The line about “What you started” is perhaps the most intriguing element of the trailer. It’s spoken as Kylo Ren holds his hand out at a screaming Poe Dameron, the X-Wing pilot played by Oscar Isaac. The trailer then cuts to a shot of a forest being engulfed by flames and shockwaves. The poster published this past weekend had an image of what appeared to be a renovated Death Star, and info on the Star Wars website hints that it might actually be a Starkiller Base, “an ice planet converted into a stronghold of the First Order and armed with a fiercely destructive new weapon capable of destroying entire star systems.” Later in the trailer, there’s indeed a battle at an ice planet with a big trench à la the Death Star. If entire solar systems are getting exploded on-screen, it raises the stakes considerably, possibly amping the dread levels beyond the Cold War nuclear fears in the originals. Perhaps incoming: an updated version of film-critic arguments about whether J.J. Abrams’s Star Trek Into Darkness was too gratuitous in its use of apocalyptic imagery that evoked 9/11.

Much of the rest of the trailer is a montage of self-evident badassery—dogfights involving the Millennium Falcon, Kylo Ren standing in the rain with other people in dark armor, Storm Troopers making a land assault on what appears to be jungle ruins, X-Wing pilots mustering for action, explosions, flames, Han Solo. Rey cries in one shot, and in another fires a blaster while displaying extreme emotion. We see Chewbacca, Han Solo, and Finn lower their hands from behind their heads, as if threatened with arrest. And we see Finn, appearing terrified, draw a blue lightsaber to fight Ren’s red hilted one. There’s no mistaking by now that the new Star Wars will be heavy on the Wars part of the title; instead of the black expanse of deep space, there are wide terrestrial landscape shots dotted with lasers and soldiers and starcrafts.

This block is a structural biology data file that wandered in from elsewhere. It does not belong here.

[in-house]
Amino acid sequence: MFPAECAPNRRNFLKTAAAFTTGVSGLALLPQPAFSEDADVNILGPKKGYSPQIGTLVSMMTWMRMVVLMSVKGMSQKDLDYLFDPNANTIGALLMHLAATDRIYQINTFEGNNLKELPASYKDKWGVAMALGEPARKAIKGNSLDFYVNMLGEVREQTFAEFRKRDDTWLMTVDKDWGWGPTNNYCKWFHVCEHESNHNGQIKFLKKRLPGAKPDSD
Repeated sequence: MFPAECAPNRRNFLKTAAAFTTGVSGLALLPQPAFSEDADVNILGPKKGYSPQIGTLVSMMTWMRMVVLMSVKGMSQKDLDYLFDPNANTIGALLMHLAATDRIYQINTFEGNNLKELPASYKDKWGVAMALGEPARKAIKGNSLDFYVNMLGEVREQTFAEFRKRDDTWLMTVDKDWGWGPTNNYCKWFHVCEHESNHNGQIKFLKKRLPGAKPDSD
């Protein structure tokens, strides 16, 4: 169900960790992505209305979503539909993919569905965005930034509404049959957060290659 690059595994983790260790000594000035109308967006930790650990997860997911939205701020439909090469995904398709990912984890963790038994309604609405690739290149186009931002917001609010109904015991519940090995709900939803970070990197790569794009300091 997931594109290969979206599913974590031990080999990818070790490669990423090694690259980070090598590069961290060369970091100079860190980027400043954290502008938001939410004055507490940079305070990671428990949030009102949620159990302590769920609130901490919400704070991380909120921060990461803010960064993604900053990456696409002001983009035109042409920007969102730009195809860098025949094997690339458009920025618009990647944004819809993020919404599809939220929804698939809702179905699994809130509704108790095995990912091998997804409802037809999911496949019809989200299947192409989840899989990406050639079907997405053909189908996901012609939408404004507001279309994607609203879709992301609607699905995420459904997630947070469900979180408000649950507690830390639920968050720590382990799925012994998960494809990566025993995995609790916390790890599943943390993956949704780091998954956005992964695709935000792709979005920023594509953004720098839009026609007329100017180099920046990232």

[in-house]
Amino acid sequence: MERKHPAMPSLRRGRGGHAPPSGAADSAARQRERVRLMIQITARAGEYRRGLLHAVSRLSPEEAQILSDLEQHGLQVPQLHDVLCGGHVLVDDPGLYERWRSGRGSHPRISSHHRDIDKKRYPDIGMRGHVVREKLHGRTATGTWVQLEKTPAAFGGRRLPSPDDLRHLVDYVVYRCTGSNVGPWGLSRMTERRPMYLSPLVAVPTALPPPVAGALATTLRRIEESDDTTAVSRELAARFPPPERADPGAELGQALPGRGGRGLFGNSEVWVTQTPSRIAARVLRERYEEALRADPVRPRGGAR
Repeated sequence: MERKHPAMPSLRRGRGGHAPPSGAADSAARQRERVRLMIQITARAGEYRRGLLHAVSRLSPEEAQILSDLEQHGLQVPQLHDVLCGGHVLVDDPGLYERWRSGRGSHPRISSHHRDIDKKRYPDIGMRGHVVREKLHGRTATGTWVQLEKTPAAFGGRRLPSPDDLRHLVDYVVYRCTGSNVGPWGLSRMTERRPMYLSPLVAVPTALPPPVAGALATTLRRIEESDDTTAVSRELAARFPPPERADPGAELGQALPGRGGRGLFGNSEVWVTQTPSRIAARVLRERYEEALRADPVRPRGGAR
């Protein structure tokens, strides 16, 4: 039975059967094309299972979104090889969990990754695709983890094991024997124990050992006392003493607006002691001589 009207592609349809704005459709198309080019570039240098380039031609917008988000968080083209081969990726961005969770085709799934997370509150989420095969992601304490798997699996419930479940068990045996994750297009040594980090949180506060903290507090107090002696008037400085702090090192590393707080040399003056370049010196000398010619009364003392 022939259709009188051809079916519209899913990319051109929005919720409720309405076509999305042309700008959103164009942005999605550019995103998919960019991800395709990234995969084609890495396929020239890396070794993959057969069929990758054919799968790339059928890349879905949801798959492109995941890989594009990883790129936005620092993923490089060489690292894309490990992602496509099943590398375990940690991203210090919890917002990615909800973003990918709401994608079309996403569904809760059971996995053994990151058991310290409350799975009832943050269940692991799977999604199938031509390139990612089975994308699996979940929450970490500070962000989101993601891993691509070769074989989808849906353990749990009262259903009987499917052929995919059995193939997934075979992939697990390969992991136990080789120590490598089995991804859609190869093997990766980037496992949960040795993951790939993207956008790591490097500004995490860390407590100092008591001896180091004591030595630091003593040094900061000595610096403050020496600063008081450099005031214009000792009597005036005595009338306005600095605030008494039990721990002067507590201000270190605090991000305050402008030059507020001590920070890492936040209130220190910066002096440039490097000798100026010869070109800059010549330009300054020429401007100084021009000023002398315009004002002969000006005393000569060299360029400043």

At one point, Rey says that “there are stories about what happened,” and Han Solo replies, “it’s true, all of it—the dark side, the Jedi, they’re real.” It’s the latest of many indications that The Force Awakens will be set in a time when the Force seems to have receded in the public’s mind and possibly in potency, not unlike magic itself at the start of the Game of Thrones saga. Though Mark Hamill has signed on for the film, Luke Skywalker has yet to clearly appear in any of the marketing material—perhaps he’s hiding in the structure shown in this trailer’s most striking shot of a temple emblazoned with multicolor flags and a red robot limping in the foreground. Or perhaps he’ll not be seen at all.

The voiceovers also signal that The Force Awakens will be explicitly in conversation with the legacy of the earlier Star Wars films, and that Earth’s mythologization of George Lucas’s creation in the past 40 or so years will be echoed by the characters within the film itself. But this trailer is a heartening indication that even as the rebooted Disney franchise obsesses over nostalgia, it will still serve up elements that feel new and thrilling. For now, as has always been the case with the best Star Wars products, the mystery is the magic.